With very few exceptions (such as the Thirteenth Amendment), the Constitution does not overtly specify the places where rights apply. But some hints about scope can be found in the Preamble and Supremacy Clause, the provisions Akhil Amar has called " the Constitution’s most sustained meditation upon itself." As I noted in an article about extraterritorial constitutional rights, the Preamble states the goal of securing liberty "to ourselves and our posterity," and notes that "this Constitution" is ordained and established "for the United States of America." The Supremacy Clause describes the Constitution as "the supreme law of the land." The law of the land was a term of art in eighteenth century English and colonial law, referring to domestic as opposed to international law—the common law and legislation.  (See Michael McConnell and Nathan Chapman on due process and the law of the land.) Together the Preamble and Supremacy Clause suggests a domestically-focused document, protective of the people of the United States in the United States via fundamental domestic law.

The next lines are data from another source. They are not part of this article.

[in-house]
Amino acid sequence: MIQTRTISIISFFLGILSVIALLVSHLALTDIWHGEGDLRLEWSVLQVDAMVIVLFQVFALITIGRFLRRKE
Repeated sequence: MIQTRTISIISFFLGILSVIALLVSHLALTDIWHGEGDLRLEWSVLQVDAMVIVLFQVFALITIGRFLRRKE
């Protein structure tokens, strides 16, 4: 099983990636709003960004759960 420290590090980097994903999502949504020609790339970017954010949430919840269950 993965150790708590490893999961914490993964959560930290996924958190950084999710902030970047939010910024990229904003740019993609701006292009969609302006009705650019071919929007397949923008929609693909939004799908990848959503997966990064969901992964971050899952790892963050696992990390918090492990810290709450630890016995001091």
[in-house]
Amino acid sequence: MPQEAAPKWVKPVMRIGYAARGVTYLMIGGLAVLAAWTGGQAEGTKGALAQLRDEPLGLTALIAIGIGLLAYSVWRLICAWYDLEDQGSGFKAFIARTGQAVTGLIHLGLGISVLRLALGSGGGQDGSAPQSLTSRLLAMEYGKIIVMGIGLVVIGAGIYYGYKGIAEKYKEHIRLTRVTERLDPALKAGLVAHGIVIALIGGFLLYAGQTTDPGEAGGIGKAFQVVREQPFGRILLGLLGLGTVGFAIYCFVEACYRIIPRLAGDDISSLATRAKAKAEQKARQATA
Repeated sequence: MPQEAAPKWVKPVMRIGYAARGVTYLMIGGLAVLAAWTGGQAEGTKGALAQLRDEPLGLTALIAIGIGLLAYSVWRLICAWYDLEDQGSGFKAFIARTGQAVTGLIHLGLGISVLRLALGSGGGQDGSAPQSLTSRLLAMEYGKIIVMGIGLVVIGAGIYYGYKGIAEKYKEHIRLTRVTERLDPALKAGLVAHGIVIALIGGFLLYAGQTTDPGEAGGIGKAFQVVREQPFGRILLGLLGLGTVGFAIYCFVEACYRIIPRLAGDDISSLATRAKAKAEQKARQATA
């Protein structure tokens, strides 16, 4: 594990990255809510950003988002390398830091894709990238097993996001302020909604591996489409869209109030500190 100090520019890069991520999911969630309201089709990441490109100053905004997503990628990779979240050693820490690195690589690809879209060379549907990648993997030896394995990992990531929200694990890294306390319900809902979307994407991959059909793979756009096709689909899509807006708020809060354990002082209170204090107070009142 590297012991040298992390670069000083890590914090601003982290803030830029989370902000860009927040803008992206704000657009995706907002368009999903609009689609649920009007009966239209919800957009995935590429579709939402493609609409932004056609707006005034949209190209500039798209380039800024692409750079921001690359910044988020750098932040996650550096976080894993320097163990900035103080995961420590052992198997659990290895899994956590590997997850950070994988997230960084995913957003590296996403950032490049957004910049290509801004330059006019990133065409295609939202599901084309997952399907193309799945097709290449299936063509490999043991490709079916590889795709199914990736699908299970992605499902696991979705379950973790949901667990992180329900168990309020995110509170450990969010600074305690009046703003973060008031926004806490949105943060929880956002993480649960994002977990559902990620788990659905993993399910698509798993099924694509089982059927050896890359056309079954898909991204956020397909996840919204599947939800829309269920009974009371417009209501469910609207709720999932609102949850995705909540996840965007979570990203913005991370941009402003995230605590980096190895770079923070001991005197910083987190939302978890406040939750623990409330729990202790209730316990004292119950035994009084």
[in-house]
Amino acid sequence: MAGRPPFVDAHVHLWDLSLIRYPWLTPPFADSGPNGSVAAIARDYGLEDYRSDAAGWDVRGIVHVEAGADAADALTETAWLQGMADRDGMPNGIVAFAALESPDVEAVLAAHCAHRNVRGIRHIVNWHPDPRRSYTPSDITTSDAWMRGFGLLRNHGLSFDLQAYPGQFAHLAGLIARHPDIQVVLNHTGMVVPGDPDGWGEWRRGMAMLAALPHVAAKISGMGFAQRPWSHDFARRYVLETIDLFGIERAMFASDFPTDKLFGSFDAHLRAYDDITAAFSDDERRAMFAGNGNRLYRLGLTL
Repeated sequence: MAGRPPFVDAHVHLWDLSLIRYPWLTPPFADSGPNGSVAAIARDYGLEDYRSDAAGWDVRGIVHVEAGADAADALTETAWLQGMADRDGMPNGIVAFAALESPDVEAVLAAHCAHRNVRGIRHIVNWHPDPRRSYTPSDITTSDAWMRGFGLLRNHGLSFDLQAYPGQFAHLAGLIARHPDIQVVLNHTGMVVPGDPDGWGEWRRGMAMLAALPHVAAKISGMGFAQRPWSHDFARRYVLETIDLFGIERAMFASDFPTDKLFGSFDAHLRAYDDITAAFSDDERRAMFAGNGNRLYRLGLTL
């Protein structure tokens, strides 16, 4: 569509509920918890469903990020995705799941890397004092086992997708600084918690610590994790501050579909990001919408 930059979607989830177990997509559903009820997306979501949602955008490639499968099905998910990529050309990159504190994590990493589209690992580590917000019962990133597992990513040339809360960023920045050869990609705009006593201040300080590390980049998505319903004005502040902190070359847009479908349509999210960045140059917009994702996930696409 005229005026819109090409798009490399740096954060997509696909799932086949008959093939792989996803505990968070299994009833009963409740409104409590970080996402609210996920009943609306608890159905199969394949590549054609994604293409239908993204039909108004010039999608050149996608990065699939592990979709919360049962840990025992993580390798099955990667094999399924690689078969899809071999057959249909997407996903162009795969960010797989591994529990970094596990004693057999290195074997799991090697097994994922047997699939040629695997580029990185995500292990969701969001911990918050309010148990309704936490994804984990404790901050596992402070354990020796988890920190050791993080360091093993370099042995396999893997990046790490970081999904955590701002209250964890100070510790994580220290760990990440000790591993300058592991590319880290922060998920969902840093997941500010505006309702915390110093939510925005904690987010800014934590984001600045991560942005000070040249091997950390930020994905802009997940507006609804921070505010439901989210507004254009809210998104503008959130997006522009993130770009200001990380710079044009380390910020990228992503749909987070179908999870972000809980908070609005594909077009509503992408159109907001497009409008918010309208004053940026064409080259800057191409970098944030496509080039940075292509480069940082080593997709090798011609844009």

The People, Persons, and Citizens

Cutting against a domestic-only reading is the fact that almost all rights and limitations in the Constitution are written in broad and open-ended terms. For example, most rights in the Fifth Amendment are held by "person[s]," with the one exception—the Takings Clause—being phrased a  simple limitation on power. Sixth Amendment rights are for "the accused." Bills of attainder and ex post facto laws may not be enacted by Congress, full stop.

This open-ended language seems like it must be meaningful. A provision such as the Article IV Privileges and Immunities Clause shows that the drafters knew how to limit rights to U.S. citizens only, if they had wanted to.